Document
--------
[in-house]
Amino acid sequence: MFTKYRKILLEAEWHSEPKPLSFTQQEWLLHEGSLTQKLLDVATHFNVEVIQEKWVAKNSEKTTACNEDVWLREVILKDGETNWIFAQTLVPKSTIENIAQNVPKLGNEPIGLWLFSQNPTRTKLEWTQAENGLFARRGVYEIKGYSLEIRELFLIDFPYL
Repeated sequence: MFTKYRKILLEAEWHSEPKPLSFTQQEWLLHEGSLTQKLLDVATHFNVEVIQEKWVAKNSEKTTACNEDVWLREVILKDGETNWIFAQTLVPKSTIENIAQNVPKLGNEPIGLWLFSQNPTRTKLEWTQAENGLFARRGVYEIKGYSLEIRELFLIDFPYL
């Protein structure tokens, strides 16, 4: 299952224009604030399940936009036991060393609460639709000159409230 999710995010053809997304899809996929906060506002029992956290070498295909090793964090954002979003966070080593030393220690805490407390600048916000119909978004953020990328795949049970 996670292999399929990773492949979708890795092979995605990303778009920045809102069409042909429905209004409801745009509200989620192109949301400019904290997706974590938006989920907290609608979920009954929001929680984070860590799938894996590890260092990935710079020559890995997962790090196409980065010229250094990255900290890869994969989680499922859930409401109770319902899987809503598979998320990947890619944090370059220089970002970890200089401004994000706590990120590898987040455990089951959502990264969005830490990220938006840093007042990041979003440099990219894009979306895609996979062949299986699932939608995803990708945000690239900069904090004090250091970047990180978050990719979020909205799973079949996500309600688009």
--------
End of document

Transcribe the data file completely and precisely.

[in-house]
Amino acid sequence: MFTKYRKILLEAEWHSEPKPLSFTQQEWLLHEGSLTQKLLDVATHFNVEVIQEKWVAKNSEKTTACNEDVWLREVILKDGETNWIFAQTLVPKSTIENIAQNVPKLGNEPIGLWLFSQNPTRTKLEWTQAENGLFARRGVYEIKGYSLEIRELFLIDFPYL
Repeated sequence: MFTKYRKILLEAEWHSEPKPLSFTQQEWLLHEGSLTQKLLDVATHFNVEVIQEKWVAKNSEKTTACNEDVWLREVILKDGETNWIFAQTLVPKSTIENIAQNVPKLGNEPIGLWLFSQNPTRTKLEWTQAENGLFARRGVYEIKGYSLEIRELFLIDFPYL
């Protein structure tokens, strides 16, 4: 299952224009604030399940936009036991060393609460639709000159409230 999710995010053809997304899809996929906060506002029992956290070498295909090793964090954002979003966070080593030393220690805490407390600048916000119909978004953020990328795949049970 996670292999399929990773492949979708890795092979995605990303778009920045809102069409042909429905209004409801745009509200989620192109949301400019904290997706974590938006989920907290609608979920009954929001929680984070860590799938894996590890260092990935710079020559890995997962790090196409980065010229250094990255900290890869994969989680499922859930409401109770319902899987809503598979998320990947890619944090370059220089970002970890200089401004994000706590990120590898987040455990089951959502990264969005830490990220938006840093007042990041979003440099990219894009979306895609996979062949299986699932939608995803990708945000690239900069904090004090250091970047990180978050990719979020909205799973079949996500309600688009």